Quicksilver (The Baroque Cycle, Vol. 1), by Neal Stephenson, Arrow, 2004, 927pp.
Stephenson's Snow Crash was a thrilling, original and funny piece of SF. He followed it with The Diamond Age: Or, a Young Lady's Illustrated Primer, which had an interesting nanotech and Chinese angle, but which also showed that he was not going to be writing Snow Crash 2, 3, 4, 5 and so on in the way that William Gibson repeated his first success. It also showed increasing prolixity, which culminated in Cryptonomicon, which I mostly disliked, especially the digressions about Qwghlm. Well, I liked the multipage Proustian description of eating Cap'n Crunch cereal, which is all I really remember besides an annoying ending. Meanwhile, I thought Stephenson's earlier work, Zodiac, was funny. And since it was about water quality in Boston, something my father knows a bit about, I gave him two copies but could not induce him to read it. Such is the stigma of Science Fiction.
Quicksilver is not Science Fiction, in case any non-geeks are still reading. It's a historical novel, about Europe and America in the 1650s. The real characters include Newton, Leibnitz, Hooke, Huygens, Pepys, James II, William III and Louis XIV. OK, you can see that the list includes a lot of scientists, or natural historians. And I admit that the whole thought-framework of the book, from Daniel Waterhouse staring at the vortices in his ship's wake and wondering what the Bernoullis would make of it, to ex-harem girl Eliza doing binary computation on her hand while shorting Dutch East India Company shares in Amsterdam, is geeko-analytical.
Daniel, room-mate of Newton at Cambridge and son of a famous Puritan, has a streak of bystanding moral weakness that it is hard not to identify with. A lot happens to him (Great Fire, etc) and he bridges much of the plot, becoming an unwilling courtier. The first excellent woman in the book, the actress Tess, is his mistress, but alas does not last long. Eliza, a sort of Scheherazade, is discovered at the battle of Vienna, by the third major fictional character, the vagabond Jack Shaftoe. Once these two team up, the novel becomes a sort of bodice-ripper that I really enjoyed, and reminded me of Dumas, only a lot more explicit.
"Men and women -- ones who are not Puritans anyway -- know each other in all sorts of ways!" Regarding Eliza warmly. Eliza gave him a look that was intended to be like a giant icicle thrust through his abdomen -- but Monmouth responded with a small erotic quiver.
At one point Eliza rides bareback wearing only a cloak -- the sensation lovingly described -- on the way to rescue William of Orange from a surprise French attack while he is sand-sailing. This sort of thing kept me wide awake on many a commute.
Events are reliably more ribald and amusing when half-cocked Jack Shaftoe is involved, but we last see him chained to a pirate galley.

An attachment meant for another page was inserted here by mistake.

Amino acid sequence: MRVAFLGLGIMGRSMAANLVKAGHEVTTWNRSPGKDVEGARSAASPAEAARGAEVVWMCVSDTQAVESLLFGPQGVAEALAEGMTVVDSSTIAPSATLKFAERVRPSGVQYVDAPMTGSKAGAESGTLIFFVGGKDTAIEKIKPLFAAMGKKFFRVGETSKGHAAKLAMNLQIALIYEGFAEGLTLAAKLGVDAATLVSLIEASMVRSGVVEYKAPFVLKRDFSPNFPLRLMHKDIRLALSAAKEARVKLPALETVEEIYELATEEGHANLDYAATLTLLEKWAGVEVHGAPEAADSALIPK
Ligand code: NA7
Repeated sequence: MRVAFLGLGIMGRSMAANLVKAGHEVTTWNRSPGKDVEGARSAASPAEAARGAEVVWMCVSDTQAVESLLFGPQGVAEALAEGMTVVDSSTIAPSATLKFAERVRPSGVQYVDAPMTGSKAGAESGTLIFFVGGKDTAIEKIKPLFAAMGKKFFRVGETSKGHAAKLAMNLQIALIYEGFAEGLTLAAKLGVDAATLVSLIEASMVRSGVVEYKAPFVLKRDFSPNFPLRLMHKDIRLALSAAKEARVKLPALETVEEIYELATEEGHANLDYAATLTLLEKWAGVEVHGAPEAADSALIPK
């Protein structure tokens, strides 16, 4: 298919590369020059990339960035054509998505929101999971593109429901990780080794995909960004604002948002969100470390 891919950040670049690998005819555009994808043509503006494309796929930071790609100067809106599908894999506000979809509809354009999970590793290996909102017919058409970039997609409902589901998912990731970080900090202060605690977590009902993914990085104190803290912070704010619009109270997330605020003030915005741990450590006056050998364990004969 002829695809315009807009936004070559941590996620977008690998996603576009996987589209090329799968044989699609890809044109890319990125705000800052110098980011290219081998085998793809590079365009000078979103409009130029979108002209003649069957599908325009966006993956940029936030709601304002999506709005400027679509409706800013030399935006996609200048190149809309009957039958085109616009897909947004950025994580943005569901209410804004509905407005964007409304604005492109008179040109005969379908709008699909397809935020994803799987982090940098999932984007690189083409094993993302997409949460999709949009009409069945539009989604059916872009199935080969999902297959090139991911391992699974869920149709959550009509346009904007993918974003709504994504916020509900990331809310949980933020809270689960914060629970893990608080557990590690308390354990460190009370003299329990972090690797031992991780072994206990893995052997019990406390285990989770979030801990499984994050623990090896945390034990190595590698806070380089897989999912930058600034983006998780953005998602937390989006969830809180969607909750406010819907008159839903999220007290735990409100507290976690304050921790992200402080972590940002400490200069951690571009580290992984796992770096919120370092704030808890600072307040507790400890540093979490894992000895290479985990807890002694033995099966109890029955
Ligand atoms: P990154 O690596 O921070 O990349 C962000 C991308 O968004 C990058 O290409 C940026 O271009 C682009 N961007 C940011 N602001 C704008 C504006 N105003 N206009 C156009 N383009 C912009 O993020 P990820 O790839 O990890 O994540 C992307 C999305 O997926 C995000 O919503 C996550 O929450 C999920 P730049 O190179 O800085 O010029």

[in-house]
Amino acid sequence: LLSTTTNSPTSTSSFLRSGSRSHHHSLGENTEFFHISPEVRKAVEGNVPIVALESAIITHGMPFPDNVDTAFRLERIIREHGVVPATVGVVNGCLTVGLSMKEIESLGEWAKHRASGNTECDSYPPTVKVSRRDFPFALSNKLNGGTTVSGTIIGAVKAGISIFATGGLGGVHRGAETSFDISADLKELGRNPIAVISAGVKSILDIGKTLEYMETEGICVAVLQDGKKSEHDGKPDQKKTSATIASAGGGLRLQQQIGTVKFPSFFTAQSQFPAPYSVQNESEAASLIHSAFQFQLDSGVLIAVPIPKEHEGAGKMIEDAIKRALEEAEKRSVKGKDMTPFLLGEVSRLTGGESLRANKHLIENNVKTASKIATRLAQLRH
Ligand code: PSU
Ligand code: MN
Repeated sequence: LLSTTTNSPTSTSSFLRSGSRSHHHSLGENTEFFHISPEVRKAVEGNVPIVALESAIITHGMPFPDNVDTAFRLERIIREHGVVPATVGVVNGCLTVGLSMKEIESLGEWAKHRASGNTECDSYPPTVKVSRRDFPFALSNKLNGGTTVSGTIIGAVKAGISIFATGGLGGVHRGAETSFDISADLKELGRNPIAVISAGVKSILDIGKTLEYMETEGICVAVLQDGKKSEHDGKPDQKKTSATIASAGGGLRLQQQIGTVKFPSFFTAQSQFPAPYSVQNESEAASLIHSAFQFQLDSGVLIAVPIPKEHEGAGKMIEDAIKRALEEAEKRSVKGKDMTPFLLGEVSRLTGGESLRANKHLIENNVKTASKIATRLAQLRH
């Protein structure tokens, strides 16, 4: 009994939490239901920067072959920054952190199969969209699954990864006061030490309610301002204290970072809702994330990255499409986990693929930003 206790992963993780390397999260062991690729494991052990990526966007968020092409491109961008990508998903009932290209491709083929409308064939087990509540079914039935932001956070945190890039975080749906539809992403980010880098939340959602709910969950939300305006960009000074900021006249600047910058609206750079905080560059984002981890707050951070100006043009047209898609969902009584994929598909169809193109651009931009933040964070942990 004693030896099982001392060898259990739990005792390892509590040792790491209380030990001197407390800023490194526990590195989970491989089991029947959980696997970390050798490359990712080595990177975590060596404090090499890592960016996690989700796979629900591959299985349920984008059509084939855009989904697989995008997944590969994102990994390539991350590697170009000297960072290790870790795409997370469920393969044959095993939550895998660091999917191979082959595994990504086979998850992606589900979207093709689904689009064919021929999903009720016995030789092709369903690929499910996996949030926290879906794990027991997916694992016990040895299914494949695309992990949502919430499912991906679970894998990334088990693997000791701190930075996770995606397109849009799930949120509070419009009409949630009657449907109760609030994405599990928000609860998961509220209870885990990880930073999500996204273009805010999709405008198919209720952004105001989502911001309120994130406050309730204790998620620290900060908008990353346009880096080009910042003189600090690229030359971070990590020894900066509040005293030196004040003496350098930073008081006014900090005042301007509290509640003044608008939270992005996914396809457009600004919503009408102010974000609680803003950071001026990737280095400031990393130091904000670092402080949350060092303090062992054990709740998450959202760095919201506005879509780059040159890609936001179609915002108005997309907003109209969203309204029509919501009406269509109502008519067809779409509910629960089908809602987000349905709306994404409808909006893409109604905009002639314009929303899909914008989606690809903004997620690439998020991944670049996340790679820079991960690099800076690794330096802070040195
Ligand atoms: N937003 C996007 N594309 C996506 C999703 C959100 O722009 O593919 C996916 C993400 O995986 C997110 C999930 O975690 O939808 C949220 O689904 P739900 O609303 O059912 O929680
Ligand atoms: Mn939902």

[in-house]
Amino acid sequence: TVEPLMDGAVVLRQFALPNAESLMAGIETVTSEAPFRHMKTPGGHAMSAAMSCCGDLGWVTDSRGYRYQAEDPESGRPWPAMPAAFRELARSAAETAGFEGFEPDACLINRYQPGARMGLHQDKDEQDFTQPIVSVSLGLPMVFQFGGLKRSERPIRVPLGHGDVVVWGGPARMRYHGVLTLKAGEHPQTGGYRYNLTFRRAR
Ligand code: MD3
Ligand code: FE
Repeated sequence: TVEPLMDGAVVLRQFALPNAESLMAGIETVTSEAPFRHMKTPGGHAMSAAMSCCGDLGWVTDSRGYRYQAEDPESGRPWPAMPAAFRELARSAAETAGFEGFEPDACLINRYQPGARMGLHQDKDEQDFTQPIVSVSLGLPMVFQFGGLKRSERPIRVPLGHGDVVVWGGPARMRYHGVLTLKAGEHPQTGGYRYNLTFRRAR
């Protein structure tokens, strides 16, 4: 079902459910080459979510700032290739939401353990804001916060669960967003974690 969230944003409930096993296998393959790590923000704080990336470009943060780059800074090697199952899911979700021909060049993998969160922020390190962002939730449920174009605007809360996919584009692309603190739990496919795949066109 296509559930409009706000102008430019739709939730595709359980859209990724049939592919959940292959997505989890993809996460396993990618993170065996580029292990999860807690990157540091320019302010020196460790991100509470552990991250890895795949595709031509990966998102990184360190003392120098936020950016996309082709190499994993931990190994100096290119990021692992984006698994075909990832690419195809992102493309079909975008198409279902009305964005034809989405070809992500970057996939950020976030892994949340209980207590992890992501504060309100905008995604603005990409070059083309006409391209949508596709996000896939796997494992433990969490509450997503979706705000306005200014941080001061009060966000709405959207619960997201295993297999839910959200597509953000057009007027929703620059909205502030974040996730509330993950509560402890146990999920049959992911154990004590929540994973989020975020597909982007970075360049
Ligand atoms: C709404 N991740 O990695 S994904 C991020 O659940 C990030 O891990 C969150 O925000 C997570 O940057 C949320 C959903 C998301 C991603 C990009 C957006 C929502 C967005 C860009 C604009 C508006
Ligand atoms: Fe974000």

I do not mind when Stephenson is extremely detailed in a historical novel because I feel that I am getting my money's worth in research. Even the footnotes -- Jack grabs a line on a bowsprit and its exact name is given, a King's mistress is mentioned, so five more are named and lowly origins compared -- suited me fine.
I am ready and eager to read the other two huge volumes. I want to learn more of Newton and Leibnitz, whose characters have been on the periphery so far. Since Newton had a failed crush on Daniel he has moved in mysterious circles, and I want to see more of him. Leibnitz is more urbane and gets more air time, which is great since one usually thinks of him as merely a Newton-usurper.
There are many anachronistic words and thoughts in the text, which must be exuberantly intentional. An example of the former would be the expansion of "SNAFU" by Jack's brother. Thoughts and world-views feel modern, but then it is hard to say how people really thought in the past, and certainly these great scientists were musing over religious and scientific themes that are current today.
This book may get such a high rating from me because it has not yet ended, and ruined that high arc of story that is so fun. You may also find that the characters, except perhaps Daniel, do not have too convincing inner lives and are too good to be true. But gosh I loved it when Jack Shaftoe crashed Louis XIV's costume party.
Martin wrote: I've read Quicksilver, it was interesting, though a bit weird. Also Cryptonomicon, which was rather long-winded, as you say. I've been meaning to figure out the pack of cards code which he describes in the Appendix, but have never got around to it.
Have you read Mr Monday, Grim Tuesday ... etc. Good for children.
I replied: Those Garth Nix books look good and do not ring a bell, so thanks!
Did you read the rest of the Quicksilver trilogy? Five stars was maybe too much but hell, it made me laugh.
Martin replied: I didn't know it was a trilogy, I don't think I'll bother with the rest though. J loves the Mr Monday series, just about his favourite books. The Bartimaeus trilogy not bad either.
Paul wrote: Told you you'd like it. The second [ volume ] was the best I think but the 3rd was really good.